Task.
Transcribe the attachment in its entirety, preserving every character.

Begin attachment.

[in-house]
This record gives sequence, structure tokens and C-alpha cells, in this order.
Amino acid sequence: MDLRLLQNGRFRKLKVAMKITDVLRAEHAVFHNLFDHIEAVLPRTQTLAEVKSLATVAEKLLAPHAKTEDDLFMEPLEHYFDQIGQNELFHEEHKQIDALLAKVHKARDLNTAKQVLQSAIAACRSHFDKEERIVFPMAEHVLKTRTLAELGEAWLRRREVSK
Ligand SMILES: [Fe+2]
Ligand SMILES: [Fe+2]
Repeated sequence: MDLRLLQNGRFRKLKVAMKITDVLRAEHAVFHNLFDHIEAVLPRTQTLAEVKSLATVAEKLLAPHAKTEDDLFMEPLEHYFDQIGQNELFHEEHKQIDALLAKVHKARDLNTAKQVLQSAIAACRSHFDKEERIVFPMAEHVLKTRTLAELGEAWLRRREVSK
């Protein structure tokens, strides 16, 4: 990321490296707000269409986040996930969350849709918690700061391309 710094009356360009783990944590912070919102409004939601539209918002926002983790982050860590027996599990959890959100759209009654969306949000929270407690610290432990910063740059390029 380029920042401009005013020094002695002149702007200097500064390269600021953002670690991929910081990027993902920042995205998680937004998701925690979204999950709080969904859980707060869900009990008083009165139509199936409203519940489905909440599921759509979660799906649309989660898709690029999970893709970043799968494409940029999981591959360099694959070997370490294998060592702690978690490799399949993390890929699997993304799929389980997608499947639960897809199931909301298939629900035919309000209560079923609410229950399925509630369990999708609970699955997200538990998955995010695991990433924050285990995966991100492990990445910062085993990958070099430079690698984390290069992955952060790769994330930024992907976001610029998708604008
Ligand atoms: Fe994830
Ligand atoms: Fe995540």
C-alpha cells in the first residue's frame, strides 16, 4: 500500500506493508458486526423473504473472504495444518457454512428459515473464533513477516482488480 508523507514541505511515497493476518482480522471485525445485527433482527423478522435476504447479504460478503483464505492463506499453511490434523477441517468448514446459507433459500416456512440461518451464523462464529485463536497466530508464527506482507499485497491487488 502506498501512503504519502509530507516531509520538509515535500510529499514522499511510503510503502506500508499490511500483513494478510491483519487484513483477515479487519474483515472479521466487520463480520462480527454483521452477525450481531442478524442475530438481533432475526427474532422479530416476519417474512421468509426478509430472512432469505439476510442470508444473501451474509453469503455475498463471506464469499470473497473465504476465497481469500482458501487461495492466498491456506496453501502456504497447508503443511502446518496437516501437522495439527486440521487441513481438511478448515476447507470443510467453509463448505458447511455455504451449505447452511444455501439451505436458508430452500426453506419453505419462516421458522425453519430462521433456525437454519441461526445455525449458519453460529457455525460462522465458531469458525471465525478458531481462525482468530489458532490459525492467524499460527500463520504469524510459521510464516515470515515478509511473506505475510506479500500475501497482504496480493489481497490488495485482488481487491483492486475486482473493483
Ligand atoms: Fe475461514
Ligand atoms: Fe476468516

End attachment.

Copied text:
[in-house]
This record gives sequence, structure tokens and C-alpha cells, in this order.
Amino acid sequence: MDLRLLQNGRFRKLKVAMKITDVLRAEHAVFHNLFDHIEAVLPRTQTLAEVKSLATVAEKLLAPHAKTEDDLFMEPLEHYFDQIGQNELFHEEHKQIDALLAKVHKARDLNTAKQVLQSAIAACRSHFDKEERIVFPMAEHVLKTRTLAELGEAWLRRREVSK
Ligand SMILES: [Fe+2]
Ligand SMILES: [Fe+2]
Repeated sequence: MDLRLLQNGRFRKLKVAMKITDVLRAEHAVFHNLFDHIEAVLPRTQTLAEVKSLATVAEKLLAPHAKTEDDLFMEPLEHYFDQIGQNELFHEEHKQIDALLAKVHKARDLNTAKQVLQSAIAACRSHFDKEERIVFPMAEHVLKTRTLAELGEAWLRRREVSK
């Protein structure tokens, strides 16, 4: 990321490296707000269409986040996930969350849709918690700061391309 710094009356360009783990944590912070919102409004939601539209918002926002983790982050860590027996599990959890959100759209009654969306949000929270407690610290432990910063740059390029 380029920042401009005013020094002695002149702007200097500064390269600021953002670690991929910081990027993902920042995205998680937004998701925690979204999950709080969904859980707060869900009990008083009165139509199936409203519940489905909440599921759509979660799906649309989660898709690029999970893709970043799968494409940029999981591959360099694959070997370490294998060592702690978690490799399949993390890929699997993304799929389980997608499947639960897809199931909301298939629900035919309000209560079923609410229950399925509630369990999708609970699955997200538990998955995010695991990433924050285990995966991100492990990445910062085993990958070099430079690698984390290069992955952060790769994330930024992907976001610029998708604008
Ligand atoms: Fe994830
Ligand atoms: Fe995540």
C-alpha cells in the first residue's frame, strides 16, 4: 500500500506493508458486526423473504473472504495444518457454512428459515473464533513477516482488480 508523507514541505511515497493476518482480522471485525445485527433482527423478522435476504447479504460478503483464505492463506499453511490434523477441517468448514446459507433459500416456512440461518451464523462464529485463536497466530508464527506482507499485497491487488 502506498501512503504519502509530507516531509520538509515535500510529499514522499511510503510503502506500508499490511500483513494478510491483519487484513483477515479487519474483515472479521466487520463480520462480527454483521452477525450481531442478524442475530438481533432475526427474532422479530416476519417474512421468509426478509430472512432469505439476510442470508444473501451474509453469503455475498463471506464469499470473497473465504476465497481469500482458501487461495492466498491456506496453501502456504497447508503443511502446518496437516501437522495439527486440521487441513481438511478448515476447507470443510467453509463448505458447511455455504451449505447452511444455501439451505436458508430452500426453506419453505419462516421458522425453519430462521433456525437454519441461526445455525449458519453460529457455525460462522465458531469458525471465525478458531481462525482468530489458532490459525492467524499460527500463520504469524510459521510464516515470515515478509511473506505475510506479500500475501497482504496480493489481497490488495485482488481487491483492486475486482473493483
Ligand atoms: Fe475461514
Ligand atoms: Fe476468516